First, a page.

Your team is awesome—you’ve gotten through the four stages of group development (which you, of course, studied in Smartly’s Organizational Behavior: Working in Groups and Teams course), and you’re performing at peak efficiency and effectiveness. You come into work energized and excited to tackle challenges with your team.

And then something happens. The team’s attitude is still upbeat, but you notice that its output is diminishing. Team members are making mistakes they shouldn’t have, and it’s costing you big time… What gives?

Sadly, even the best teams can run into a number of major threats to their effectiveness. Here’s how to deal with at least one of them, the Asch effect.

If you’ve ever found it difficult to speak up with an unpopular opinion, then you’re already familiar with the Asch effect: it’s a phenomenon in which individuals go along with the majority view regardless of their own opinions. Unfortunately, this leads teams to make poor decisions.

Luckily, there are several concrete steps you can take to avoid this effect:

  1. Appoint a devil’s advocate: select someone from your team to provide the alternative position to any major decision you’re making. This helps team members to step out from behind the curtain of unanimity and take a look at a challenge from all angles, helping to avoid costly mistakes.
  1. Change team member roles from time to time. Change forces us to see things from a different angle, sparking creative thinking and problem solving.
  1. Try an anonymous survey: Whether formally or informally, get feedback from group members individually and provide the results to the team. People can’t succumb to the Asch effect if they don’t know how their teammates would vote!

Already employing these tactics? Awesome! You’re well on your way to bulletproofing your team dynamics and decision-making. To learn even more about building and maintaining an amazing team, check out Smartly’s Organizational Behavior: Working in Groups and Teams course!

*photo credit: http://deathtothestockphoto.com

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Careers, Smartly, Students & Careers

Five Simple Steps to Push Your Application to the Top

blue tiles spelling words

As you may have noticed on the Smartly blog, Pedago is currently on the hunt for motivated content developers and back-end engineers to help bring Smartly’s bite-sized, interactive courses to life. Part of my job is to review and prioritize the diverse writing samples and resumes submitted by our eager content developer applicants. In doing so, I’ve noticed that taking just a few simple steps can make a huge difference in getting your application to rise to the top when applying for a new job. While the items on this list may seem obvious, it’s never a bad idea to review the basics so you can focus on being the number one, standout applicant.

  • Proofread your resume. If your job requires “attention to detail,” make sure that’s reflected in your resume; you’ll stand out in a bad way if you misspell the word “meticulous” while listing it as one of your top five traits! What better way to impress your hiring manager (and give them a peek into your future work at the company) than to showcase a resume that is ship-shape and devoid of typos and grammar errors. This absolutely goes for personal websites and your LinkedIn profile as well—if you’ve provided links to an online resume or portfolio, make sure it represents your best work.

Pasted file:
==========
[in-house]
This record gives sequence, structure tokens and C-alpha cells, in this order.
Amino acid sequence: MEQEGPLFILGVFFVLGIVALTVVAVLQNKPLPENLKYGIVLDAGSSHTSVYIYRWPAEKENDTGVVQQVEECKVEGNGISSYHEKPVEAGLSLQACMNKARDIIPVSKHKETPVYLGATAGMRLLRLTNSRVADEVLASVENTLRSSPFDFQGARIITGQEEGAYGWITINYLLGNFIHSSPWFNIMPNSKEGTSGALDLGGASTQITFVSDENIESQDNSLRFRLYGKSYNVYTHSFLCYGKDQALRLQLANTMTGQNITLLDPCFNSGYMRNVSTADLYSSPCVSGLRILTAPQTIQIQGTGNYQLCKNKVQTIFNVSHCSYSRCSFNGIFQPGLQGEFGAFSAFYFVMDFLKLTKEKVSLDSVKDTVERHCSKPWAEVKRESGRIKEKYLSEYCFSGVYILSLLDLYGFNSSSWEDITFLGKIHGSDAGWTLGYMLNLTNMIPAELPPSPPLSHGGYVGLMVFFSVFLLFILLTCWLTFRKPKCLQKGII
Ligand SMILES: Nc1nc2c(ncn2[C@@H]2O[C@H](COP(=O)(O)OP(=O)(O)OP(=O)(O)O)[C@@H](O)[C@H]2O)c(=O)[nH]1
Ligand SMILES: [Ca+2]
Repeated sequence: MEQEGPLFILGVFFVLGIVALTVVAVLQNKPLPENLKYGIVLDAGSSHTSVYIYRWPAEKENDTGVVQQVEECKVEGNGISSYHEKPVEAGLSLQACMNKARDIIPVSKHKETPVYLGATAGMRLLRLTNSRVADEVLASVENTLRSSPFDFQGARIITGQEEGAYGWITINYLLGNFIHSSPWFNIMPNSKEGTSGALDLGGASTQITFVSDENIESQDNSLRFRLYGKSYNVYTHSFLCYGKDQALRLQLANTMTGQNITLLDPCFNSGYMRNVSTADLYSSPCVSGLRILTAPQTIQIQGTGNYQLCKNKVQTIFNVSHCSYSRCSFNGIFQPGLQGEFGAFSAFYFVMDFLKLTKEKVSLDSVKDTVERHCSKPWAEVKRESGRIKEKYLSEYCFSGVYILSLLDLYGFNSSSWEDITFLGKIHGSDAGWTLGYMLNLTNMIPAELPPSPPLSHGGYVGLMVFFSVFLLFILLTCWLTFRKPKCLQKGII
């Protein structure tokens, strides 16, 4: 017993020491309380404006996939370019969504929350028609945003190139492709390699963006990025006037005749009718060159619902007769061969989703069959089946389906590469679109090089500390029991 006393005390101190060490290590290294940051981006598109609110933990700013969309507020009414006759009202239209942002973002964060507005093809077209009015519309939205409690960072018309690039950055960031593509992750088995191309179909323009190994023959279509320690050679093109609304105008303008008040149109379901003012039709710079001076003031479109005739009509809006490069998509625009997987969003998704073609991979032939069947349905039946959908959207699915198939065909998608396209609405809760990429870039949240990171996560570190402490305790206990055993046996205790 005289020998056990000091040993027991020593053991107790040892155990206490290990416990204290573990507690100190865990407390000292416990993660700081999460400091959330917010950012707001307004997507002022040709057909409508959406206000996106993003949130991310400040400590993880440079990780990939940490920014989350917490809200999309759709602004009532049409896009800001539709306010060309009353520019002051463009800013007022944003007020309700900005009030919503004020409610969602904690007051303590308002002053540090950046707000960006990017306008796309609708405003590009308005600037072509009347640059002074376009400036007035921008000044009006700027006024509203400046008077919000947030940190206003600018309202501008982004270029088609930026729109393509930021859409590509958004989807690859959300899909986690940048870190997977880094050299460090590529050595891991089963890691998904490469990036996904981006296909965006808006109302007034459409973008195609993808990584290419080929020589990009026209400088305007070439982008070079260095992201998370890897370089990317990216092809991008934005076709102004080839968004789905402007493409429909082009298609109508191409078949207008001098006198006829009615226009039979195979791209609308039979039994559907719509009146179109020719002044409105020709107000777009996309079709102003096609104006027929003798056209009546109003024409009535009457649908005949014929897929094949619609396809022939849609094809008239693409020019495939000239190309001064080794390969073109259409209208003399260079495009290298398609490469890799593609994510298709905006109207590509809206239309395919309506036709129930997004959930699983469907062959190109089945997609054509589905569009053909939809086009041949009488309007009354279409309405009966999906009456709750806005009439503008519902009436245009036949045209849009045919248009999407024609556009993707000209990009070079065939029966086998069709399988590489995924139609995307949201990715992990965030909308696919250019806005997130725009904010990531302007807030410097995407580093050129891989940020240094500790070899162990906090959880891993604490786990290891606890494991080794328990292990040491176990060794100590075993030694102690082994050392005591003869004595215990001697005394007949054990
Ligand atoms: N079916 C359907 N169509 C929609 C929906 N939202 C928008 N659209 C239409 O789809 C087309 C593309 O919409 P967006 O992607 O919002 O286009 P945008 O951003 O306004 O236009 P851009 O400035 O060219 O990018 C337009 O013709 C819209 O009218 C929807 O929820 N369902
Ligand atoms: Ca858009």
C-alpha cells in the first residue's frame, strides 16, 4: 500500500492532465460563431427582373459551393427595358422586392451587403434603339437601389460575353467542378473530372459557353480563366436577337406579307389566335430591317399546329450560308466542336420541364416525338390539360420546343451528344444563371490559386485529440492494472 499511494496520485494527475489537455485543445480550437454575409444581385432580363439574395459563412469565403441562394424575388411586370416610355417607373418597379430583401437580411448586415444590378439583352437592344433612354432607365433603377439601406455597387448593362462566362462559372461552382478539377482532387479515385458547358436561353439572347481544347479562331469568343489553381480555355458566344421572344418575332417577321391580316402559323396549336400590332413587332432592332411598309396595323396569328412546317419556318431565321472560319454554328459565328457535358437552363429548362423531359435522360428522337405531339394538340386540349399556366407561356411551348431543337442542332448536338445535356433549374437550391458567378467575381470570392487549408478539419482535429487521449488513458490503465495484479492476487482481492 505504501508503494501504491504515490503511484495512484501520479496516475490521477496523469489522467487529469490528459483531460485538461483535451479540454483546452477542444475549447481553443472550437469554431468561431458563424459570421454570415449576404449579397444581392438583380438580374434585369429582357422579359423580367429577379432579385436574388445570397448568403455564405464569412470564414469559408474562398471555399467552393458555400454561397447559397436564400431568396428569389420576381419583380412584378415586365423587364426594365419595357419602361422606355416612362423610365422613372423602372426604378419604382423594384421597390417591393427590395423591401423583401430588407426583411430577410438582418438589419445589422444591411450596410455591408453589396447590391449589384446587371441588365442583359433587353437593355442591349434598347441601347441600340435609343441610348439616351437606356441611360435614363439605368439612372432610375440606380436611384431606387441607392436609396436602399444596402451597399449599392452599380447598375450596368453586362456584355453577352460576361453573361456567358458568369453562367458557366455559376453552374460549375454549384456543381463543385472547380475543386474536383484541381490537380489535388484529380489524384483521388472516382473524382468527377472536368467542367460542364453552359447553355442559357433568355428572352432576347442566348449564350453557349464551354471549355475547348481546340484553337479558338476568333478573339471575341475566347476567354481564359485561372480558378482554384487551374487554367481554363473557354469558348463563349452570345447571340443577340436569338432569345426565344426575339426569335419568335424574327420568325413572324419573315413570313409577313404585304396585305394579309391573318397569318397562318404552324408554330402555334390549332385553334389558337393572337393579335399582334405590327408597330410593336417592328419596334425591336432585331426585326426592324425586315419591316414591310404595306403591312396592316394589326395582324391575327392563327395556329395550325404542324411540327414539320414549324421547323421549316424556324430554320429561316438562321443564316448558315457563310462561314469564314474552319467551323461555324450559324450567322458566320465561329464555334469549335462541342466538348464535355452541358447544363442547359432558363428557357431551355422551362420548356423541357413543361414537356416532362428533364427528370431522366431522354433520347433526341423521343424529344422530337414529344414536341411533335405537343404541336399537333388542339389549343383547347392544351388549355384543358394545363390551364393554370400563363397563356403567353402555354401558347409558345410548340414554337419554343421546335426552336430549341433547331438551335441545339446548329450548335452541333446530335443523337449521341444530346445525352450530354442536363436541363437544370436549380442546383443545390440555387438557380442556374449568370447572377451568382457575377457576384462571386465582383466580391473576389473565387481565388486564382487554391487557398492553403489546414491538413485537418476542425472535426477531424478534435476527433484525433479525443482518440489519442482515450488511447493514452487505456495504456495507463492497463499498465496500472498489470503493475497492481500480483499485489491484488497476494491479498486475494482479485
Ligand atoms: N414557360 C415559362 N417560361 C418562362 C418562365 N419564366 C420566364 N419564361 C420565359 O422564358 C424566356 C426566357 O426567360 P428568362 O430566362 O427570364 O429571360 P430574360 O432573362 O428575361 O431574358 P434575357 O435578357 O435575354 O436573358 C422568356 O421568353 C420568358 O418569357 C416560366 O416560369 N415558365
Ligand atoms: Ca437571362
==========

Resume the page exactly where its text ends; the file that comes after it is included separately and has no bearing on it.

• Read the job posting. Perhaps your future employer is looking for a cover letter; maybe they want you to apply via a special link, or they’ve provided specific instructions for a required skills test. Regardless of the instructions provided, it’s crucial that you demonstrate your interest in the position and ability to understand instructions by following them to a T. It’ll help you make a great first impression!
  • Do your research. Spend a little time on your potential employer’s website. Check out the current employees, do a little digging into the company mission, and try to figure out their main focus as a company. If you’re able to do so for a minimal cost, try out the company’s product! This should be done before you apply—how else will you be able to tell if you really want to apply?
  • Focus on what you bring to the position. Once you’ve taken the time to read the job posting and consider how your skills might be a great fit, and then tell us about it. You can focus on the compensation details once you have a job offer in hand. We know you’re looking for decent pay, fair vacation time, maybe flexible work arrangements, and more. But, you can leave those details until later, once you’ve determined that you’re a good match for the position itself.
  • Be polite, even if you don’t get the job. Employers often have a large pool of candidates for each job posting. You may never know whether you were the second choice or last in line for the position, but you can guarantee that your resume will never get a second chance if you reply to a rejection notice in a negative fashion. Keep it positive, and keep your chances of scoring a position on the next go-around!

While this is certainly not an exhaustive list of all the things to keep in mind when applying, it’s a great place to start. What other tips would you add to the list? Happy hunting!

 

*photo credit: http://deathtothestockphoto.com